Dated: 19 May 18
So I’m on the road with Tom, the cynic. It is an odd thing falling into step with a complete stranger – teaming up with know idea if you will get along with one another. You dive in with both feet spending 24 hours a day together, camping and breaking bread together from the off. We skirt along the eastern portion of the Turkish Black Sea coast line. But we are on two very different trips and we too are different. He doesn’t even wear a watch where as I watch the clock constantly. I am on a pretty tight schedule pushing for big days and Tom has fallen in with me.
To cope with the big days calories are your most important friend and Tom is finding out the hard way as his stomach ties its self in knots. Out of the blue he will call out “kebab!” and an emergency kebab stop is the only thing that will get him going again, he gets h-u-angry (that’s angary with hunger for those not in the know). But there is a catch, Ramadan has started and food and drink become scarce. The once social cafes are void of the old boys drinking tea and playing dominos, windows are darkened and chairs tucked away. We are forced to squirrel away our mid morning snacks and afternoon treats in quiet shady corners or side streets, almost in shame. Fortunately we only have a day or so left in Turkey before reaching the Orthodox country of Georgia. But in actual fact the people are very understanding and just ask us to be discreet in our sunlit eating’s just as some of them are.
I’m definitely the boss or the dad; I even have to wake Tom up in the mornings but then he puts the kettle on so I cant complain. At one point I was referred to as the sergeant so maybe I should chill out a touch. The back drop to our pairing is a stunning stretch of scenery, to the south rise the Kackar Mountains. There is a road up there and both of us feel them calling us to their lofty heights with there snow capped peaks. On the first evening as we meander along a river we meet a group of three cyclists on the hunt for a good spot to pitch a tent so we have a small group of friends for the night.
Can you imagine rolling onto Baths Royal Crescent and being welcomed warmly to pitch five tents for the night? Well here in Turkey we are told to camp in the middle of the village on the green next to the mountain river. The local baker calls me in, gives me a coffee then promptly pushes me out of the bakery with a large bag of warm bagels for me and my four tent mates. In Warminster where I’m from if you camped in the town’s park you would most likely have the locals or squaddies stagger out of the Kebab Hut at the bottom of town only to throw doner meat at you and a chip or two for good measure. But not here in Turkey, they make sure you are well fed and watered, and the only doner in sight would be the one which they made for you, admittedly it helps that they don’t drink.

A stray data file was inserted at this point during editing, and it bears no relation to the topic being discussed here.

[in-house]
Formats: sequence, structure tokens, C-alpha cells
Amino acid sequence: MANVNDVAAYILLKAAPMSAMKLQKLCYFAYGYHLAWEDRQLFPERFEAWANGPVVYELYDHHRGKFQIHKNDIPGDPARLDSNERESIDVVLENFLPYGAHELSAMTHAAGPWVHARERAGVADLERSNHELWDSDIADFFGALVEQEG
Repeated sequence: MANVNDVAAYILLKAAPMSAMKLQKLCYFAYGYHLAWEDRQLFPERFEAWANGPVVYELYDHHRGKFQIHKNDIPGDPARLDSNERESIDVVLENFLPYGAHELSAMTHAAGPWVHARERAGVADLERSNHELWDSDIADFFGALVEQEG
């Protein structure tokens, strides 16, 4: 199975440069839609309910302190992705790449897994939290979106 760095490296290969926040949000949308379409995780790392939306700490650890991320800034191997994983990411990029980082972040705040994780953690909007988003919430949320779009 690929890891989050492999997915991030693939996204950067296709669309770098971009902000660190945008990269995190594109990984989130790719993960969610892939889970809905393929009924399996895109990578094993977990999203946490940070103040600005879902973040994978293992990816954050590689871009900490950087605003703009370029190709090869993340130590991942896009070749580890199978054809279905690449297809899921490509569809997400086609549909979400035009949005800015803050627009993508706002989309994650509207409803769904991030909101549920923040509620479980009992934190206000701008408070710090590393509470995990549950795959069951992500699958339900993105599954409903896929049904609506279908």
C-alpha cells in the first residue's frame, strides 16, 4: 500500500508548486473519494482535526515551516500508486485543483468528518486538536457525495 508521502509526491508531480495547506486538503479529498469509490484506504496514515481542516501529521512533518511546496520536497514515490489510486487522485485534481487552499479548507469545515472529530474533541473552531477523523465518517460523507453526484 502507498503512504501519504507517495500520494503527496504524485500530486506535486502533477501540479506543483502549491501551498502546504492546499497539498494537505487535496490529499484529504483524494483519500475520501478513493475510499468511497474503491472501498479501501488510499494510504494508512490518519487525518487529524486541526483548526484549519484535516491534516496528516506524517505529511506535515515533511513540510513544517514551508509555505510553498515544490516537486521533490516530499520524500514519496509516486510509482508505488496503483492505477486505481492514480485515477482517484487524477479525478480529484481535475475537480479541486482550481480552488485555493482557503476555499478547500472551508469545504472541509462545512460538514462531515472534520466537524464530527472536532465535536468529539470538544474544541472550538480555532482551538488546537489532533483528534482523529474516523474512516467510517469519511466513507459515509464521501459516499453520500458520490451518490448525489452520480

The spread of people cycle touring is interesting, tonight we have a Kiwi, a German, a Turk, a fellow Brit and myself. All cycling from one place or another over a day or two, a month or so or even for years. All are different but similar. I often feel a tad judged for “rushing” around the place, think what I might be missing. I’ve met fair few people have taken a sabbatical to cycle a continent for a year at a leisurely pace and take it all in. But the way I see it is that we all have 365 and a quarter experiences and mine just happens to be spread over a greater distance, through more countries & cultures and I could perhaps therefore claim a more varied selection of these experiences. But each to their own adventure.
The German, she is chatty, friendly and surprisingly funny for a German. The Brit, she is quite, she sits back not really partaking in the festivities of camp life, an observer. The Turk, he is one the phone to his girl friend almost the entire evening….looser. The Kiwi and myself just natter away and eye up all the fancy gear the others have with them.
The following morning at first light as we hit the road, Tom gives the three remaining warm looking tents one last longing glance as we leave the others in bed; their are no lie ins on my watch. When camping back on the shore that evening I swim out into the water, it is warm on the surface but frigid on the toes as I trend water and take in the view, its post card. The Black Sea is an under rated coastline, with its rugged coast quick rising into snow capped mountains it has the same look Lausanne or Geneva. I will be sad to leave it behind tomorrow when we cross into Georgia.